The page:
To deflect an asteroid, paint it white. That’s the idea that made MIT graduate student Sung Wook Paek the winner of the 2012 Move An Asteroid Competition, a contest set up by the United Nations’ Space Generation Advisory Council that sought innovative ways to deflect asteroids. Paek’s plan is to hurl pellets of white paint at an asteroid in order to make it more reflective, meaning that more photons, or particles of light, would bounce off it, rather than being absorbed. Over time, the force of those photonic collisions, combined with the initial force of the paintballs, would be enough, Paek thinks, to move the asteroid off its path toward Earth.

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CATEGORIZED UNDER: Space

Look At This: New Photos Show Uranus’ Stormy Weather in Unprecedented Detail

By Ashley P. Taylor | October 19, 2012 3:32 pm

spacing is important

In 1986, in a flyby shooting, the Voyager 2 space probe took some of our first photos of Uranus. The planet looked blue-green and featureless, a planetary pokerface. In the decades since, we’ve learned that Uranus does have weather, visible as variations in color on the surface, and new photos from by the Keck II telescope in Hawaii (above) reveal the ice giant’s meteorology in more detail than ever before. The scalloped pattern near the equator is a ring of clouds; the busy, blue-flecked cap at the right end—the planet’s North Pole—are storms.

For sunny weather, try another planet: this one gets sunlight hundreds times weaker than we do on Earth, and the temperature of its upper atmosphere drops as low as -371 F, making it the coldest planet in the solar system.

Image via Lawrence Sromovsky, Pat Fry, Heidi Hammel, Imke de Pater/University of Wisconsin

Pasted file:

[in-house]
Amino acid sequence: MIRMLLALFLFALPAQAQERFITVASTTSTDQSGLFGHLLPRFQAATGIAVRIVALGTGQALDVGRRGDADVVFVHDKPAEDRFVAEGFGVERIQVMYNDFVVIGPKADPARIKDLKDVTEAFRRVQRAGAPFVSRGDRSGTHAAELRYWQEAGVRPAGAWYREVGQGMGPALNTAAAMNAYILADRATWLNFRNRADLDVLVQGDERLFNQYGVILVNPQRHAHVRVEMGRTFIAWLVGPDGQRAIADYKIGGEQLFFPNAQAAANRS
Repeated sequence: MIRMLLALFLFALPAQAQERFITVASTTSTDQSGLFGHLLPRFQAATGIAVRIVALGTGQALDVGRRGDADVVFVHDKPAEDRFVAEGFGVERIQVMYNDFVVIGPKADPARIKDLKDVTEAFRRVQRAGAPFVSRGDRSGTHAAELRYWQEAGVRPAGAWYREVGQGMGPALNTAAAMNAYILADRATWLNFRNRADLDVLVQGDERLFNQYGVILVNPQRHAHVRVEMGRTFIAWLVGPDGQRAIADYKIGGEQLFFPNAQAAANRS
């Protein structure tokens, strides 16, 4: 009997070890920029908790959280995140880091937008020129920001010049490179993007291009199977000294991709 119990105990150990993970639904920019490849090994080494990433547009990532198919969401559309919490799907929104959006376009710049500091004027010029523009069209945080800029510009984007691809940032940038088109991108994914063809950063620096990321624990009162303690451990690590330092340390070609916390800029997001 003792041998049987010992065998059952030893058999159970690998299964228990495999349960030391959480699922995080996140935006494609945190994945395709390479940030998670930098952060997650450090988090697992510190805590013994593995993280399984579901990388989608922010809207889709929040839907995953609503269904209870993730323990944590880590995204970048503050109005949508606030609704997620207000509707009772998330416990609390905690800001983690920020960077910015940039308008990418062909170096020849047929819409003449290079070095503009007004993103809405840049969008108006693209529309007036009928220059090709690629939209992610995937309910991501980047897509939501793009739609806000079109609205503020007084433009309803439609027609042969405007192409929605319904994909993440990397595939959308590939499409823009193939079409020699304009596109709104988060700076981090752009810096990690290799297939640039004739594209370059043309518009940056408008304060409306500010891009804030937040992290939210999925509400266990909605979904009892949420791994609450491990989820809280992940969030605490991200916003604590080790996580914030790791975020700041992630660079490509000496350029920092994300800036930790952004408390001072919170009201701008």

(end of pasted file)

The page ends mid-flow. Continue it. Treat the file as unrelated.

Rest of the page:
CATEGORIZED UNDER: Space

Watch Felix Baumgartner Fall 23 Miles To Ground, Breaking the Sound Barrier

By Ashley P. Taylor | October 9, 2012 12:44 pm

UPDATE: The jump as been canceled, due to gusty wind conditions. Stay tuned…

This afternoon, the Austrian parachuter Felix Baumgartner is expected to leap from a balloon nearly 23 miles above Roswell, New Mexico, and freefall Earthwards, achieving speeds faster than the speed of sound.

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CATEGORIZED UNDER: Space, Technology

We Have Contact: Chinese Spacecraft Docks With Orbiting Module

By Sophie Bushwick | June 20, 2012 1:02 pm

Long March 2F carrier rocket
The launch of the Long March-2F rocket carrying Shenzhou-9 into space

On Monday, Chinese spaceship Shenzhou-9 docked with Tiangong-1, the first time that China connected a manned craft with an orbiting module. Liu Yang, one of the three crew members, also became the nation’s first woman in space.

China’s ground base regulated the docking by remote control, and then Yang, along with fellow crew member Liu Wang and mission commander Jing Haipeng, entered the Tiangong-1 module for a 10-day stay in space. Although China did not send a man into space until 2003, becoming the third nation to do so behind both Russia and the United States, its space program does not lack for ambition. It plans to launch more manned space missions, possibly even to the moon, and to replace tiny Tiangong-1 with a larger 60-ton space station by 2020.